Mike Casey spends his days surrounded by championship rings--he just doesn't have one to call his own. The former Kentucky star is a salesman for the Balfour company, and for the past 15 years he has traveled around the Blue Grass State, selling championship rings and high school class rings. He even sold rings to the Wildcats to commemorate several SEC basketball titles as well as their national championships in 1996 and '98. That sounds as if it might be a bitter pill for Casey, given the disappointing end to his Kentucky career, but he only says, "I consider myself blessed to do it."
After leading Shelby County High to the 1966 state title, the 6'4" guard arrived in Lexington figuring to win at least one national championship ring before he left. In fact, before the 1969--70 season, he and fellow seniors Dan Issel and Mike Pratt were expected to help the Wildcats break UCLA's run of what was then three straight NCAA titles. As the rafters at the Bruins' Pauley Pavilion attest, that didn't happen. Worse, Casey, who averaged 19.1 points as a junior, missed the season because of an auto accident. He was exiting I-64 on the way to campus in July 1969 when a tire blew and he spun into a utility pole; he broke his left leg. (Kentucky won the SEC but lost in the 1970 regional finals of the NCAA tournament.)
Casey, a medical redshirt, returned to the Wildcats for the 1970-71 season and averaged 17.5 points for a team that repeated as SEC champ but lost again in the tournament, this time in the regional semifinals. He was drafted by the Kentucky Colonels of the ABA and the Cleveland Cavaliers of the NBA but failed to make the cut. He was also unsuccessful in his attempt to qualify for the 1972 U.S. Olympic team. Casey believes the broken leg cost him quickness.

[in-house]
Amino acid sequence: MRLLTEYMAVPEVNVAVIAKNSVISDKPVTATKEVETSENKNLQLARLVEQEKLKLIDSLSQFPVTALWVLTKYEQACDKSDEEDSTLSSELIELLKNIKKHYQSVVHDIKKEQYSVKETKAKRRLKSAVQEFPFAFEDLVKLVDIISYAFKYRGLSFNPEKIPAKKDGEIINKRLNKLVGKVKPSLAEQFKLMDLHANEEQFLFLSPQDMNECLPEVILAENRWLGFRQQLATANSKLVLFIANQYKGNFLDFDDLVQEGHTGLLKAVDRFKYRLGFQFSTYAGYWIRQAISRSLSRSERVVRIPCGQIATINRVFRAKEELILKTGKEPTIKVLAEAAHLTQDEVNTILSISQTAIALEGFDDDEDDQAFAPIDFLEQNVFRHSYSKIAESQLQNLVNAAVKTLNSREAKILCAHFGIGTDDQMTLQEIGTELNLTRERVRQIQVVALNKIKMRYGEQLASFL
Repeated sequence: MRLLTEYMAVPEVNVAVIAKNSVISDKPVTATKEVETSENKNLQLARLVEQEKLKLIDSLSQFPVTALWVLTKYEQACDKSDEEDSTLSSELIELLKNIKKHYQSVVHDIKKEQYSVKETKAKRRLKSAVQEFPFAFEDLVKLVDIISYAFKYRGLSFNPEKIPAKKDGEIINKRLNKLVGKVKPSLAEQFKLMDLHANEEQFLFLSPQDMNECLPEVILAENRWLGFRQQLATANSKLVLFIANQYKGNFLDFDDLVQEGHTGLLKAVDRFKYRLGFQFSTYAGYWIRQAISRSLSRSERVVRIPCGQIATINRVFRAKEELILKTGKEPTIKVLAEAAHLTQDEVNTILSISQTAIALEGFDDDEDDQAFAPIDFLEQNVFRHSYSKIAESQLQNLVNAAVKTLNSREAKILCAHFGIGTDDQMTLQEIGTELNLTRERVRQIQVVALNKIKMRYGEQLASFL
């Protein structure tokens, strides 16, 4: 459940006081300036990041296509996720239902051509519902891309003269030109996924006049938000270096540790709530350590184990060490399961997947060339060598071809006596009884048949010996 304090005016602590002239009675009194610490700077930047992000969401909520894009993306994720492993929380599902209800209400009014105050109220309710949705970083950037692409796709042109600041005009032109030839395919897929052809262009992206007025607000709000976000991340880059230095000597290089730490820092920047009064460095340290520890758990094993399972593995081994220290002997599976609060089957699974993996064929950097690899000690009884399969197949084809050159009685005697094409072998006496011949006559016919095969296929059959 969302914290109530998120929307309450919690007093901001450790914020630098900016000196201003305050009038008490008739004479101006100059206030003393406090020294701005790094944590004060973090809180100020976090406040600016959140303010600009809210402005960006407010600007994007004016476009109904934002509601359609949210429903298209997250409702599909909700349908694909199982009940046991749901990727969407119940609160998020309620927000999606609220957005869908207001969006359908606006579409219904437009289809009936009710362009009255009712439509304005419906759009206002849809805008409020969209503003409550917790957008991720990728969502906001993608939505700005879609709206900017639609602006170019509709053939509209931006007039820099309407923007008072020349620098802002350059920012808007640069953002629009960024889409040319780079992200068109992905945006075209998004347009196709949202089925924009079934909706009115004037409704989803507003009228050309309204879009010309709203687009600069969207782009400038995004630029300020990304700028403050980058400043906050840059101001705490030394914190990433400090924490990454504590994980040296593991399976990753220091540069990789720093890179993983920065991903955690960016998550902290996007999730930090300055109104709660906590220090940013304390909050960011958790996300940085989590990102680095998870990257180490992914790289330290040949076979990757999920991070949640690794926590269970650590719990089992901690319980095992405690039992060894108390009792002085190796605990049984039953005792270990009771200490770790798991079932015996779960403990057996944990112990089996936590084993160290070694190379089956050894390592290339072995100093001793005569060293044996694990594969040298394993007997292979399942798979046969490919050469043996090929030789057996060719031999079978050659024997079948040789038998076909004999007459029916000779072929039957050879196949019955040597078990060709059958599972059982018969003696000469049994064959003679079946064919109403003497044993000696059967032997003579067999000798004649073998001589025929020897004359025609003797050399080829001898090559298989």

His basketball career over, Casey, who majored in education, worked in nursing home administration for 11/2 years before moving into sales. First for a chemical company and now with Balfour, he's been on the road selling products for 29 years.
Casey, 56 and divorced, has a grown daughter, Laura, and lives in Shelbyville near the house in which he grew up. He doesn't have an NCAA championship ring to flash when he returns to Lexington, but soon he may be wearing one to commemorate that '66 high school title. "Some of the players from Shelby County are thinking about designing a ring," he says. "Back then [high schools] didn't do rings. But with basketball in Kentucky being the way it is, a championship like that is something to cherish." --Bill Syken